Call it ignorance, call it a lack of education, I would have found myself ready for a war with him, more in self defense than in an attempt to push my views. Yet, he is the hero, because some snotty rich white boy wearing a Trump hat could not possibly be a good human being. Say what you want, tell me that isn't how everyone thinks, I'll give you a million reasons why it is, test me. My DM's, email, phone whatever, I'll send you plenty to prove my point.

But they aren't innocent. If I was those kids, I would have been as much to blame for carrying on like they were around the young man, inexplicably yelling, jumping, dancing around the man with the drum. It wouldn't make sense, it would seem like disrespect, and it shows immaturity from these young men. I was the same way.

Who's to say there isn't more to come from this story. Who's to say there isn't more these boys were doing before the videos.

I think we can all agree, the true picture of what happened here will never be found, because both sides of the aisle have slapped their grimy paws on it and turned it into a national debate, with very real consequences for these young men, men who like me, probably need to learn some humility.

One of the greatest things I have had in my life was a love for music, because it exposed me to Chancelor Bennet, known Chance the Rapper. For anyone who knows me, I made being a Trump supporter and a Chance fan simultaneously part of who I was. Internally, I was faced with a real dilemma: here was an idol of mine, supporting people who openly went against what I believed and supported in politics at the time. He exposed something to me that probably should have been obvious, but took maturity, and again humility, to accept.

Sometimes, there isn't one way. Sometimes there isn't one party who is right.

It makes me laugh when people say that they want change, not because I disagree, but because they believe change lies within their own party. Look around you. Most of what we have here, from the physical things all the way right up to the political unrest we face has been created by the two parties who have held control of America for hundreds of years. The same two parties who contribute millions in advertising campaigns and endorsements to control the government from the Oval Office.

On the one hand, you have the idealized Democrats, who's ideas always seem to make great sense, "Healthcare for all", "Free College", you get my point, who would complain about those things. And yet they never seem to quite workout, they never truly explain the inner workings of these deals. Looking at the way college costs are increasing, I would love to know how free college for everyone makes any sense.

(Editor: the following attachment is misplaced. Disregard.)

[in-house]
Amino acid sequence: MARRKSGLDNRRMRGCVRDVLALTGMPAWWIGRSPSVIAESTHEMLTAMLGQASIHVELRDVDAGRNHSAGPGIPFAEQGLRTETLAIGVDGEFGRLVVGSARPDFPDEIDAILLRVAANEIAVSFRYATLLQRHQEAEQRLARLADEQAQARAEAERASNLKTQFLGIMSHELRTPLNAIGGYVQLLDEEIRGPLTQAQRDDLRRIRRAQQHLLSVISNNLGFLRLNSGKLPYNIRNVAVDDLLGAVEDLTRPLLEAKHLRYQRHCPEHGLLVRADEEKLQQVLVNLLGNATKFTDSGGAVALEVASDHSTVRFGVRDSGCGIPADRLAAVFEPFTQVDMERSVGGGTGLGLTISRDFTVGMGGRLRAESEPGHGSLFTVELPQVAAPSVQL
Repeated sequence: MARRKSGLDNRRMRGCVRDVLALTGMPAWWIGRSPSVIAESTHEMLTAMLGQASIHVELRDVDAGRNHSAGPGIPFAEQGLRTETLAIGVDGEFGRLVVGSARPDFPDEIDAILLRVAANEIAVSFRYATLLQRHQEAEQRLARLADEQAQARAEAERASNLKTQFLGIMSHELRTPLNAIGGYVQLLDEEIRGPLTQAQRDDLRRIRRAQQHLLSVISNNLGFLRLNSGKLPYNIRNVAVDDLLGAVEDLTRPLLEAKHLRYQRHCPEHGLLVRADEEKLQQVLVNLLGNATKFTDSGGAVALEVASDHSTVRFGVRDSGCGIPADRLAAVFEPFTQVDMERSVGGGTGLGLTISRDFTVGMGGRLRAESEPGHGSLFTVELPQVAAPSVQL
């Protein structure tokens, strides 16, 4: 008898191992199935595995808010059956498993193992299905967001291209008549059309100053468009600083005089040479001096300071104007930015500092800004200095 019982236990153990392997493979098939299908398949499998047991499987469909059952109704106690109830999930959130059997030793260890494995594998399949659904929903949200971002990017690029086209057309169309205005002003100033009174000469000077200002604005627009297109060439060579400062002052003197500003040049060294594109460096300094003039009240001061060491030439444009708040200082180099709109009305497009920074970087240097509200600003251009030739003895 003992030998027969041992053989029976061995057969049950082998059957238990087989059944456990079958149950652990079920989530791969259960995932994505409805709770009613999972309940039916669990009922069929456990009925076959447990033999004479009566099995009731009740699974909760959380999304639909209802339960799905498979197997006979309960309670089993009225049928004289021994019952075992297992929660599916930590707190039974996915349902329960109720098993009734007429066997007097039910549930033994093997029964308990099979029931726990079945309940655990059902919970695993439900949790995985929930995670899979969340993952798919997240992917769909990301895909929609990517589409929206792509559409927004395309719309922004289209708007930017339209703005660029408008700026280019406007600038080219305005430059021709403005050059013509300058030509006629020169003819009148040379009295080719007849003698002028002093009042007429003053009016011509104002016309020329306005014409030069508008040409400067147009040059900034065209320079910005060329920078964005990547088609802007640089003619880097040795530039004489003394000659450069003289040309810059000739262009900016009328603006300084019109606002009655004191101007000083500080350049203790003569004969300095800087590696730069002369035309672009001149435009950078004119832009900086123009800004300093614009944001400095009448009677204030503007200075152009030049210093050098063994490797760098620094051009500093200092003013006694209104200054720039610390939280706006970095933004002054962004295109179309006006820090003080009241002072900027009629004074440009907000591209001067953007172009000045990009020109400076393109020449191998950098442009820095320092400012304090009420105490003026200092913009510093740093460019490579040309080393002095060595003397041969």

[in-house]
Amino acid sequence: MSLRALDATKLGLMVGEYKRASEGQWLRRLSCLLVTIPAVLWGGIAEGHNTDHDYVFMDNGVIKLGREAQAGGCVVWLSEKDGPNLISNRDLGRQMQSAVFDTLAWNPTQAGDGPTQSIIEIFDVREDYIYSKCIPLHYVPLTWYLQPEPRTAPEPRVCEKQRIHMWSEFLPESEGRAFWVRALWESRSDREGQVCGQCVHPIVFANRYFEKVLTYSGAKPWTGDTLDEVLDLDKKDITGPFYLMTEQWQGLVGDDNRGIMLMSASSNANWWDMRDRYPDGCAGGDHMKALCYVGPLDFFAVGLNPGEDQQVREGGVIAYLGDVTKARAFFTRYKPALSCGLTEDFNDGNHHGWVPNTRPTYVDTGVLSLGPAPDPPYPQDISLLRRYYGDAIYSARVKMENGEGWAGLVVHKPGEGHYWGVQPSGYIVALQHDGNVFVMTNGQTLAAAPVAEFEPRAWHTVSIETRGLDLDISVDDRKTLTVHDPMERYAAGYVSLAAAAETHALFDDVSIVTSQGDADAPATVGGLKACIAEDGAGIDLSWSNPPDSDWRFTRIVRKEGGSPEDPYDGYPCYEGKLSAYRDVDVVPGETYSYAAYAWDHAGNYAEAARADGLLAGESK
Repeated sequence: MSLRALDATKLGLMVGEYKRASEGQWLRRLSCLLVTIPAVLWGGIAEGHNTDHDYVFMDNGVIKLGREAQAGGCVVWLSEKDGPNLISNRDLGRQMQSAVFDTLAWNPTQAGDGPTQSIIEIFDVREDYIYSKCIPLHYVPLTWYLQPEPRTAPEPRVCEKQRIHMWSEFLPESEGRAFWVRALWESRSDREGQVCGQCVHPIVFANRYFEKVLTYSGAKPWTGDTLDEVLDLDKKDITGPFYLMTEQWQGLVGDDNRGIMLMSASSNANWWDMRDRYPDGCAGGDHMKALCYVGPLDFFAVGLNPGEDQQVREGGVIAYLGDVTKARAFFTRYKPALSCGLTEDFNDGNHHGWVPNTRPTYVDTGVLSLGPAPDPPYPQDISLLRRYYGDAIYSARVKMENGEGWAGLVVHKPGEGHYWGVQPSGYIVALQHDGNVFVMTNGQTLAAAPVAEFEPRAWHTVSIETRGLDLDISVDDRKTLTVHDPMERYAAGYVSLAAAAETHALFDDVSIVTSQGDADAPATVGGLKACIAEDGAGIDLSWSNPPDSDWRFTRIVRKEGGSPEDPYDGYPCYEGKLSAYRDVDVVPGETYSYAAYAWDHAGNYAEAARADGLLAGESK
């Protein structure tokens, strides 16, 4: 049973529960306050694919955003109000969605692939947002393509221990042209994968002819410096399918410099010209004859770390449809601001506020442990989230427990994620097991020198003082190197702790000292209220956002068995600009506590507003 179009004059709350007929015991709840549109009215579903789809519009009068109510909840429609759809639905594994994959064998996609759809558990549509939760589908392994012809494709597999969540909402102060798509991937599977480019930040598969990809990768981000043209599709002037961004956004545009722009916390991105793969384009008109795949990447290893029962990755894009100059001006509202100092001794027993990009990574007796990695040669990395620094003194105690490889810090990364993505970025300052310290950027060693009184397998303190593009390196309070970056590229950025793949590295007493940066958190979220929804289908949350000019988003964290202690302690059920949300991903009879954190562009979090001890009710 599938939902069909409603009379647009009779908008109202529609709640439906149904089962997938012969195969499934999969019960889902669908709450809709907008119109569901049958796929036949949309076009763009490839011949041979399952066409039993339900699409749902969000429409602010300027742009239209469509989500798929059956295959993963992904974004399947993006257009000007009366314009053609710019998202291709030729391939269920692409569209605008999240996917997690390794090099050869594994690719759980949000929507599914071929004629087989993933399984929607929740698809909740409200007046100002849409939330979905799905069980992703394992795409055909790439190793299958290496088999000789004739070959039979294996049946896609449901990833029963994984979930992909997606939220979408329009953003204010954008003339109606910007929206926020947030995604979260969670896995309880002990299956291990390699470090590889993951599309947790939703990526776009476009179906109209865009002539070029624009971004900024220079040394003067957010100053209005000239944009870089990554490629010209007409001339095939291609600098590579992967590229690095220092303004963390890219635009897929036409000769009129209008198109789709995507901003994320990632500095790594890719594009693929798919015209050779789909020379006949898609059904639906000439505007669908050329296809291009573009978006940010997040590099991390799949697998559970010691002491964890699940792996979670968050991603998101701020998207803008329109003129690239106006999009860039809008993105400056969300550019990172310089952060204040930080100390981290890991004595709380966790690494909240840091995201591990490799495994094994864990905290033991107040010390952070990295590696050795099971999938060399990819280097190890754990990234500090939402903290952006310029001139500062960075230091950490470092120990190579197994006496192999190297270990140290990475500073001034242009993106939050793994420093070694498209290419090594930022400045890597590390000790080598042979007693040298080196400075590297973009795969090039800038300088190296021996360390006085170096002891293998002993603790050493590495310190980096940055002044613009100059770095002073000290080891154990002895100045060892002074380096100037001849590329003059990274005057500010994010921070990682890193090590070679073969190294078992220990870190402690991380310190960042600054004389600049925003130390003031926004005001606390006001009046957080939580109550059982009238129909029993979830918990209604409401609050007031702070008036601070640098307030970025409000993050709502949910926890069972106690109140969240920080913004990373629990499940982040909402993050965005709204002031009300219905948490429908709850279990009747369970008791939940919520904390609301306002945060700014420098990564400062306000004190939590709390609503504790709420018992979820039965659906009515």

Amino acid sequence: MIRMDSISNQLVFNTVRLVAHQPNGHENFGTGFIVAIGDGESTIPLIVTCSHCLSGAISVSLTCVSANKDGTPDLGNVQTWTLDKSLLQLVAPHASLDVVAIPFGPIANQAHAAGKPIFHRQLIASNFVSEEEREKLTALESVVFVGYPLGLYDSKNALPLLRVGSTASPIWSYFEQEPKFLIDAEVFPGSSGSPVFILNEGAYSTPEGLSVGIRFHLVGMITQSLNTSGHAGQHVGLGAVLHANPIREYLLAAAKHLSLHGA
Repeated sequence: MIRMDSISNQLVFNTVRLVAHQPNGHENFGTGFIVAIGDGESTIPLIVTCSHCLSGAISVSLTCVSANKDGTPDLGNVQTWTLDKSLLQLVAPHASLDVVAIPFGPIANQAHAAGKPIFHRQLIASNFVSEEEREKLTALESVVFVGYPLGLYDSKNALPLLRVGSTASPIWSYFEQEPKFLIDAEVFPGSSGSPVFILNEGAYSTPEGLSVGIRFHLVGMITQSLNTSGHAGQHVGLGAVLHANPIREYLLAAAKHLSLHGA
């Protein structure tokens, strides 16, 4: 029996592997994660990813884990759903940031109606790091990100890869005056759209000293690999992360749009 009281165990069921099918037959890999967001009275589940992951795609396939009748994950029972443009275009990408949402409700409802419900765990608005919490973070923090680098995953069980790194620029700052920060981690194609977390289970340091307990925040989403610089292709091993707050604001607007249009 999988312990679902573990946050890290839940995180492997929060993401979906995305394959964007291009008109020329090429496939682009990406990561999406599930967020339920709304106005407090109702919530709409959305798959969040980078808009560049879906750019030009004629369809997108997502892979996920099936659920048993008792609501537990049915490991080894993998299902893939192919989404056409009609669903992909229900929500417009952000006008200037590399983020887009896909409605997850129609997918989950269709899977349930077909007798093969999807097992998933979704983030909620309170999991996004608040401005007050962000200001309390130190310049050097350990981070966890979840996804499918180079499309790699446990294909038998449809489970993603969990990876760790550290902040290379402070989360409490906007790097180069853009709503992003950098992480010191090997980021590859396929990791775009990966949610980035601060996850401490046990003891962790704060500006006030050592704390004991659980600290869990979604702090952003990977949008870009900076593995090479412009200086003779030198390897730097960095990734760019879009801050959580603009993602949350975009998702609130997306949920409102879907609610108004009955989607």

On the other side, you have the Republicans, the stingy money men, who come up with generally responsible fiscal plans, but who seem to ignore some basic human rights, and fail to in any way empathize with anyone but people who have money. And while I understand, if you have money, you want to keep it, play it safe. Why wouldn't you?

Yet, neither party ever seems to get anything done, and it seems like it may be time to officially declare that congress, or any semblance of bipartisan working has totally collapsed, not because of Trump, but because clicks sell, and the idea of the boxer reigns supreme. It is the red corner versus the blue corner, neither side willing to cave in for fear of looking weak or like cowards.

Cowardice is hiding behind a wall to explain why you have allowed people to go without work, and why you continue to offer a middle finger rather than an olive branch to fix this problem. Cowardice is hiding behind the American worker rather than offering any real solution to the issue of illegal immigration in an effort to maintain the status quo. Being an American leader requires you to sit down in front of the American people and actually listen to what they want, what they care about, and increasingly, it doesn't align with either side fully.

As I have matured, I have shed the desire to be the ignorant, MAGA hat wearing high schooler I once was. I have chosen to humble and educate myself, rather than blindly supporting the same people who continue to run this country into the ground.

For anyone that knows me personally, I think it is safe to say I'm not a bad person, and the simple fact that I wore a MAGA hat was not an indicator of the character I possessed. Demonizing young white people might seem like retribution, because it was the same for young African American people, and because those same white people are probably "racist" Trump supporters. News flash: I wasn't and I am still not.

Maybe take a second to talk to those kids, inform them, offer them a point of view. Am I a rare find in the area of politics, sure maybe. A young person with an ability to see some level of reason, even though he falls into Trump's corner might sound outlandish, and maybe be hard to find in other young people, but these Covington kids are much like me, because I was not willing to listen to reason in high school, and probably very well came off the same way.

And much like me, they have the potential to turn out quite alright, contributing members of society, who are willing to hear both sides of the aisle, understanding the political games that are being played.

We are a country at odds with social issues, and gravely in debt. Its time for the people charge to find a way to work together, and it started long before Trump. Say what you will, but looking back, the figureheads leading political issues now are many of the same people who've been life time government members: Pelosi, Schumer, McConnell, nothing has changed.

While I understand it is hard to force two parties with the financial backing of republicans and democrats to change drastically like that, I think it can start by changing your perceptions, in particularly how you are looking at these Covington students.

Are they totally innocent? Not a chance in hell. Much like me, they probably poked the bear in some way, wanting to look for opportunities to express their true feelings, trying to show people they weren't afraid to say what they believed. Are they bad kids, racist even? Not likely. While time will tell if there was more to this event, from what I have gathered, it wouldn't seem like they were being outwardly racist at the time.

You could probably understand what really happened if you stopped trying to force this story to go one of two ways. See it for what it is, not for what the media wants. It isn't a story of bravery, it isn't a story of racism, it is a story of bad timing, and young kids trying to find themselves in one of the more difficult political climates this country has faced.